Yogurt (you can add whole grain Grape Nuts® for an added crunch and extra nutrients)
Homemade tortilla chips, bagel chips (see recipes in the October issue of KHF Magazine) or pita crisps with chunky salsa or with Fat Free Flavored Dip (see recipe below)
Frozen Fruit Nuggets (see recipe below)
Fruit Smoothies (fresh fruit, yogurt, milk, ice and put in a blender)
Pizza Bagel – add a little pizza sauce, mozzarella cheese, and fresh veggies then place under broiler until heated
Makes: 1 serving
Nutritional Information: 296 calories, 9 gram of fat, 4 grams of fiber, 259 milligrams of sodium, 8 grams of protein, 51 grams of carbohydrate, 69 milligrams of calcium
Preparation time: 5 minutes
¼ cup Wheat Chex
¼ cup Corn Chex
¼ cup pretzels
¼ cup raisins
2 tablespoons peanuts
Combine all the ingredients in bag. Shake it up. Then enjoy!
Frozen Fruit Nuggets
Grapes, bananas, strawberries, blueberries, raspberries watermelon, cantaloupe, peaches or other fruits.
Clean as needed. Cut fruit into bite-sized pieces. Spread fruit on a cookie sheet and cover. Put into freezer for 1 hour. Place individual pieces into baggies and store in the frezzer. (You can also buy frozen fruit in the frozen section of your supermarket. Make sure they have no added sugar)
Cinnamon Trail Mix
Makes: 10 servings
Nutritional Information: 156 calories, 2 gram of fat, 2 grams of fiber, 222 milligrams of sodium, 3 grams of protein, 33 grams of carbohydrate, 45 milligrams of calcium
Preparation time: 5 minutes Baking time: 20 minutes
3 cups oat squares cereal
3 cups mini-pretzels
2 tablespoons margarine, melted
1 tablespoon brown sugar packed
½ – ¾ teaspoon cinnamon*
1 cup raisins or other dried fruit
*If you like the cinnamon taste – use more cinnamon.
Preheat oven to 325 degrees. Combine the oat squares in a large plastic bag or plastic container with a lid. Melt margarine. Add brown sugar and cinnamon to melted margarine. Mix well. Pour this mixture over the cereal mixture. Mix well by gently shaking until well coated. Pour mixture onto a baking sheet. Bake uncovered for 15 – 20 minutes stirring once or twice. Completely cool. Then add raisins or other dried fruit. Store in airtight container or small zip-lock individual bags.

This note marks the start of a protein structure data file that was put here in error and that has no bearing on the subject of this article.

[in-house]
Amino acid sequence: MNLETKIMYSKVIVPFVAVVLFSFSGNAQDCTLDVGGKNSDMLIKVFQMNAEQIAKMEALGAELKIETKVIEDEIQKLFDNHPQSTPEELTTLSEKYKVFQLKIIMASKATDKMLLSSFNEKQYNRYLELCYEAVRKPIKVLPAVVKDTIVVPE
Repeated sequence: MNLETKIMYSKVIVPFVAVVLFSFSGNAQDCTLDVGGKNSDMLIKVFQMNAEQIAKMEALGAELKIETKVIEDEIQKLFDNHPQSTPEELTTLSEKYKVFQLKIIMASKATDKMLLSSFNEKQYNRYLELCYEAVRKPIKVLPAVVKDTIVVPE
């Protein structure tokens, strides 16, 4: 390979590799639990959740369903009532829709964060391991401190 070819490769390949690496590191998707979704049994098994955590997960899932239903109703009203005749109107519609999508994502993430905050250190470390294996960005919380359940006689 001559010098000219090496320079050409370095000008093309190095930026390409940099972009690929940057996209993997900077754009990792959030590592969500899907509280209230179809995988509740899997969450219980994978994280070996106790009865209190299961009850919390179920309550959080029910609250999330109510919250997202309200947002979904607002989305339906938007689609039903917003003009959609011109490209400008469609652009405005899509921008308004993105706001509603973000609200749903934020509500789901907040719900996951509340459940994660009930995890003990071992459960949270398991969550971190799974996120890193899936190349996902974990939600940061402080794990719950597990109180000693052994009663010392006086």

Fat-Free Flavored Dip
Makes: 16 – 2 tablespoon servings
Nutritional Information: 25 calories, 0 gram of fat, 0 grams of fiber, 260 milligrams of sodium, 2 grams of protein, 4 grams of carbohydrate, 40 milligrams of calcium
Preparation time: 5 minutes
1 eight-ounce container of fat-free plain yogurt or sour cream
(you can use reduced fat or light yogurt or sour cream as well)
1 package of onion soup mix, vegetable dip mix or other mixes
Combine yogurt/sour cream with package mix and blend well. Serve with veggies, baked tortilla chips, bagel chips or pita crisps.
Barbara Day, M.S., R.D., C.N., is a registered dietitian with a Master’s Degree in clinical nutrition. The former publisher of Kentuckiana HealthFitness Magazine, Kentuckiana Healthy Woman magazine and radio show host of Health News You Can Use, Barbara has over 30 years of experience in promoting healthy lifestyles to consumers. Barbara worked as Nutrition Consultant to the Navy SEALs (8 years) and the University of Louisville Athletic Department (10 years). Barbara has private practice, DayByDay Nutrition, www.DayByDayNutrition.com, where she counsels clients on weight loss, cholesterol management, performance nutrition and an array of other medical issues. Visit Barbara’s new website which is an on-line health & wellness magazine, www.KentuckianaHealthWellness.com. Barbara writes nutrition and health columns for www.LiveStrong.com as well as a weekly nutrition column for the Southeast Outlook. She also designs and presents employee wellness programs to small and large businesses. Barbara is a runner, cyclist, hiker and a mother and grandmother to 12 grandchildren.